charges and indictments for serious human rights
violations. The brief, written on behalf of 20
U.S. law professors, is in formal support to Peru’s
2005 extradition request.
Fujimori is believed to be behind two killings
by paramilitary death squads in the early 1990s
in Peru, including the gunning down of 15 people
in the Barrios Altos massacre, and the kidnapping
and murder of nine students and a professor at
La Cantuta University.
“The idea behind the brief was to contribute
an international law perspective on ex-President
Fujimori’s liability for international crimes
and serious human rights violations,” says
Arturo Carrillo, GW Law professor and director
of the clinic. “We wanted to make sure that
the Court took into account its international
duty to ensure that Fujimori be brought to justice
for his crimes.”
The amicus brief is an expert submission that
focuses on the international law dimensions of
the extradition proceedings, especially Chile’s
obligations under international criminal and human
rights law. It concludes that to honor its international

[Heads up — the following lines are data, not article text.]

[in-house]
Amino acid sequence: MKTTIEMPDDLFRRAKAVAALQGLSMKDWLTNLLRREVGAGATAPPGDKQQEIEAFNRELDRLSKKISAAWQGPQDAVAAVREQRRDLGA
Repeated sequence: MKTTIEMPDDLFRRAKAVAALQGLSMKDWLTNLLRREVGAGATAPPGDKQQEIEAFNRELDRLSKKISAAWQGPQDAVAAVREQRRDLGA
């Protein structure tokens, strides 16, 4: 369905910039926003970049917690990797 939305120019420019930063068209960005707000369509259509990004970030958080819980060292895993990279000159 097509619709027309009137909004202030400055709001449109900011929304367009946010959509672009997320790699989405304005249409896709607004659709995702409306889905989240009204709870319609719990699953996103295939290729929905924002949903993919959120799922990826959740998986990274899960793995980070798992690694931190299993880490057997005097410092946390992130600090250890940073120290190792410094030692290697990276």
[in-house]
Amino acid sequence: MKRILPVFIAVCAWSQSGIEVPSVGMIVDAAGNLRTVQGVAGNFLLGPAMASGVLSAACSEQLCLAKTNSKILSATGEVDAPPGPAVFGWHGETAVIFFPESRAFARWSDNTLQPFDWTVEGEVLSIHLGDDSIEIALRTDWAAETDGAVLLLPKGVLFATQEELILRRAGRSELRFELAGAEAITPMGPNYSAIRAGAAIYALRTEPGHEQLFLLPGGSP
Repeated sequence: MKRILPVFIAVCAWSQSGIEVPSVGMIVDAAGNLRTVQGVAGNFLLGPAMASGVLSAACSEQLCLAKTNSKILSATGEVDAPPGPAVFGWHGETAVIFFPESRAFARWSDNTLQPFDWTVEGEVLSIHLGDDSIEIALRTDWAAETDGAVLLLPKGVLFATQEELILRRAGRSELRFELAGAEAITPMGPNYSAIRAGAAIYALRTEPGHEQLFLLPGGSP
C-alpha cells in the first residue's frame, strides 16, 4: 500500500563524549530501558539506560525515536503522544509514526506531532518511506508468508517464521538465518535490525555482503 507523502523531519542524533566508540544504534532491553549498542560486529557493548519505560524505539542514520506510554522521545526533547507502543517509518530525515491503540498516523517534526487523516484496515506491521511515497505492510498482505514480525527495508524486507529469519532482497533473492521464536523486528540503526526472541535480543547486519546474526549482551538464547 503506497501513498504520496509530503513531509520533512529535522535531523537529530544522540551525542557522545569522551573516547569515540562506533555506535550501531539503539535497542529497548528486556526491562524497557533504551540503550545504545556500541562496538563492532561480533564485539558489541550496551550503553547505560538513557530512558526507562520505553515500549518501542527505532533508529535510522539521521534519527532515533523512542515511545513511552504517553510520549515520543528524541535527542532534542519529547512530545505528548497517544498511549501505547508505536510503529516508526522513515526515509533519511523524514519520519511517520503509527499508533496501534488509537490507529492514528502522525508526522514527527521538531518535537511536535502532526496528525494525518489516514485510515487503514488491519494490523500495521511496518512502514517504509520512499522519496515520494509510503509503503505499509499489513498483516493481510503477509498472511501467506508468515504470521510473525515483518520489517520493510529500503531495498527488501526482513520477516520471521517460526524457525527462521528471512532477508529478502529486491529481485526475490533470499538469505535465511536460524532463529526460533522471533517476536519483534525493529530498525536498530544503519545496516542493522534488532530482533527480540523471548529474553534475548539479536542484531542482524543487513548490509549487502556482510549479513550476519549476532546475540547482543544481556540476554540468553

legal commitments, Chile must extradite Fujimori
to Peru so that he may face the criminal charges
pending against him. The brief was prepared by
Thomas Antkowiak, a visiting scholar at GW Law
School and IHR Clinic supervising attorney, with
student input and support.
GW Law alumnus and Washington Nationals owner
Ted Lerner, AA ’48, LLB ’50, (right)
joins Baltimore Orioles Manager Sam Perlozzo,
BS ’73, (left) and New York Yankees President
Randy Levine, BA ’77, (center) during a
January forum at GW on the future of baseball.
The three GW graduates also were inducted as the
first members of the GW School of Business Sports
Executives Hall of Fame. The trio discussed issues
such as escalating free-agent salaries in front
of a standing-room-only crowd in GW’s Jack
GW Grads Popular Among
GW’s Law School ranked among the top 20
schools most often tapped by big law firms in
2006, according to The National Law Journal.
About 39 percent of the 626 GW students who earned
JDs last year were hired at these big firms, which
range in size from 172 attorneys to 3,535 attorneys,
The National Law Journal reports. GW
was ranked number 17 in the poll. Columbia Law
School and University of Pennsylvania were first
and second, respectively.
Lawyers Have Heart
10K Run / 3K Fun Walk
Date: Saturday, June 9, 2007
Join the GW Law School Team of students, alumni,
and faculty and staff members for this Washington,
D.C., event benefiting the American Heart Association.